This is the one that pushed me over the edge.
Yesterday, I went to McDonald’s. This is something I do now and then as a reward for having done some especially hard work. I had been in the vineyard all day pruning the vines and picking off bad grapes one-by-one, getting ready for the harvest. So, on the way home, I stopped at McDonald’s to get a small burger, small fries, and a soda, a line-up that would be heavenly after a hot day in the field.
And then the trouble started.
I am particular about what is put on my hamburger. I want lettuce, tomato, and onion on it, but nothing else. Nothing else; especially not mayonnaise, mustard, or ketchup. So, on that day, I innocently ordered a burger with lettuce, tomato, and onion only, as I have done many times before. But this time, things progressed differently. The lovely young lady behind the counter asked if I wanted leaf lettuce or shred lettuce on my burger. I said that I’d have shredded lettuce, she punched it in, and it came up on the screen: shred lettuce. I saw it with my own two eyes: shred lettuce. I wasn’t just misunderstanding her; they were actually calling it “shred lettuce”.
So I now must address this issue, which has been tormenting me for years: the omission of “ed” in words that cry out for it to be there. I can no longer let it go. Which is one of my problems; I can’t let anything go. Really, I get concerned about such matters, because they are important to an inquisitive and disciplined mind. Yes, the proper use of “ed” is critical, because if we don’t pay attention to such details in matters of linguistics, before long we’ll all be talking baby talk.
By the way, I never talked baby talk to my babies. I conjugated verbs to them instead, but that’s another story.
Back to “shred lettuce”. Don’t the people running McDonald’s know that “shred lettuce” is what you do in order to get “shredded lettuce” to put on burgers? How can they not know this?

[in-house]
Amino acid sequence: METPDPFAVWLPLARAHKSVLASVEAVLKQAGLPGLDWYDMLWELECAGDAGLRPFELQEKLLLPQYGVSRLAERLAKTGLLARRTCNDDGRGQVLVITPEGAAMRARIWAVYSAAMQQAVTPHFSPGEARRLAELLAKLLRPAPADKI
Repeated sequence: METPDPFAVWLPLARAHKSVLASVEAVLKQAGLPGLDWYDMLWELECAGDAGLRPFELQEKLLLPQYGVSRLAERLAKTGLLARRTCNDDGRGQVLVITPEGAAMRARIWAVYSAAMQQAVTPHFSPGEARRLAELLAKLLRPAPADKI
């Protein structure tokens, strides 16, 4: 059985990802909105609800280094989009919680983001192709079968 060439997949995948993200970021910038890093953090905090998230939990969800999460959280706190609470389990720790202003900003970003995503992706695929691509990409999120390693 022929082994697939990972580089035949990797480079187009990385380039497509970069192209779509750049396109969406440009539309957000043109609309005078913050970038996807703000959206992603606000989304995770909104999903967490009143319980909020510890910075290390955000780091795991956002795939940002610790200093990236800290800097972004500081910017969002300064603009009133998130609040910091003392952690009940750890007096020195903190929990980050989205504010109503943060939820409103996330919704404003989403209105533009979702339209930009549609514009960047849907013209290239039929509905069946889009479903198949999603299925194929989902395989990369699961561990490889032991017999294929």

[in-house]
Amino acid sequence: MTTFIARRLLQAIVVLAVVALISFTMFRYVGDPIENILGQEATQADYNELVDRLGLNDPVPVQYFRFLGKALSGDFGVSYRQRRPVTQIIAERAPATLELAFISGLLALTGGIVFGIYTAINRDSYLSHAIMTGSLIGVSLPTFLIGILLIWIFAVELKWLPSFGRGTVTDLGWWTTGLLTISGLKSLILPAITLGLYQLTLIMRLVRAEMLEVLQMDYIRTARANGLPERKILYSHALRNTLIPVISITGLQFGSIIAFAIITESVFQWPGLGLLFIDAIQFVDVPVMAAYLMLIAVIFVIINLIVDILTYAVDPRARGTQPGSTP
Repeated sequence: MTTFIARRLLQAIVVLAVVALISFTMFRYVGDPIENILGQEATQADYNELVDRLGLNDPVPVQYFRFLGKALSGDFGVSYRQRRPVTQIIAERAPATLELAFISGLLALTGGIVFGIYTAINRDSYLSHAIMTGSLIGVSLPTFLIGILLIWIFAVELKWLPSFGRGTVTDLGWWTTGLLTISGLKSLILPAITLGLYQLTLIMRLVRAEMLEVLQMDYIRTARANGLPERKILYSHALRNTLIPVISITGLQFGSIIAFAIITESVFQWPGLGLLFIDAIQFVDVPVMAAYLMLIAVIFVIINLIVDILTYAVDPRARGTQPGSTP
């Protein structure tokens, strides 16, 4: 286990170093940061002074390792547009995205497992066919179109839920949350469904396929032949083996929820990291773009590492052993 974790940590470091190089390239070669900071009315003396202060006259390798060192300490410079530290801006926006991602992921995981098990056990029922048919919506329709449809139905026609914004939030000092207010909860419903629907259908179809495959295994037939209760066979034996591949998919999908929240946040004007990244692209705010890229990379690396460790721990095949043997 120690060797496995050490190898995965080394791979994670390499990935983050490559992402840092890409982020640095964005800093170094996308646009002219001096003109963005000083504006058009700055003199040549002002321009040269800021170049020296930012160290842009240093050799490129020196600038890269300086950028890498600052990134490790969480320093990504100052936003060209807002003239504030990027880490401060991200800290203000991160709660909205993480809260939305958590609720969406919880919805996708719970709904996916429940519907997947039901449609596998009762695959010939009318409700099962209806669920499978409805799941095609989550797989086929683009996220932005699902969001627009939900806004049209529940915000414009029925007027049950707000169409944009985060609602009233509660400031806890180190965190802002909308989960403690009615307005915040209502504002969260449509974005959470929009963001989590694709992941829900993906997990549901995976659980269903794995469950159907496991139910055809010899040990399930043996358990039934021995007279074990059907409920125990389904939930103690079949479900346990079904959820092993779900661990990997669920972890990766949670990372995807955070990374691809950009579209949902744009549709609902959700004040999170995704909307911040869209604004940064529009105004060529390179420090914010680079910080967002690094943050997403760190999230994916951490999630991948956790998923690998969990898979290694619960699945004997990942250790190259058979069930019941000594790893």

This is not the only time I’ve been haunted by a missing “ed”.
I actually saw a sign at a local produce stand that read, ”tree ripen peaches”. I am not making this up; it was right there on the sign. Don’t the fresh produce mongers know that “ripen” is the present tense of the verb “to ripen”; “ripened” is the past tense and is also used in the past perfect and future perfect tenses. “Ripen” means it’s occurring now; “ripened” means it has already happened. Voila! Peaches that have been left on the tree until they are fully ripened rather than being picked green are called “tree ripened”, because that’s what happened to them. I couldn’t sleep that night.
There are more. All of these are real life examples I have personally observed, much to my consternation.
When you drink cold tea with ice in it, you are consuming “iced tea”, not “ice tea”. Food that is put into cans is “canned food”. Staying with the food theme, potatoes that are mashed are ------ mashed potatoes! I have seen “mash potatoes” on a menu, and I had to bite my tongue in order to avoid making a scene. Don’t get me started on “bake potato”, because it won’t be pretty. How about “toss salad”, again, right there on a menu. What am I supposed to do, throw the salad around or something? No, it has already been “tossed” in the making, so it’s called “tossed salad”. How hard is this?
Thankfully, the cereal makers understand this issue and correctly label their boxes “shredded wheat” so I don’t have to start my day by foaming at the mouth on those mornings when I have this particular cereal for breakfast.
And if you do or make something the way it was done in days gone by, that item is “old fashioned”, as in: I am old fashioned about the proper use of the ed suffix.
Reliving all of these horrors has drained my psychic energy. I’m emotionally exhausted. But it has been worth it, because now I’m sure the world will understand this issue and it’s importance. Finally, everyone will diligently use, and pronounce in an exaggerated fashion, the “ed” that is so needed at the end of certain words.
Now, if I can just get people to understand that they don’t “graduate” high school or college, they “graduate FROM” a school, my work will be done.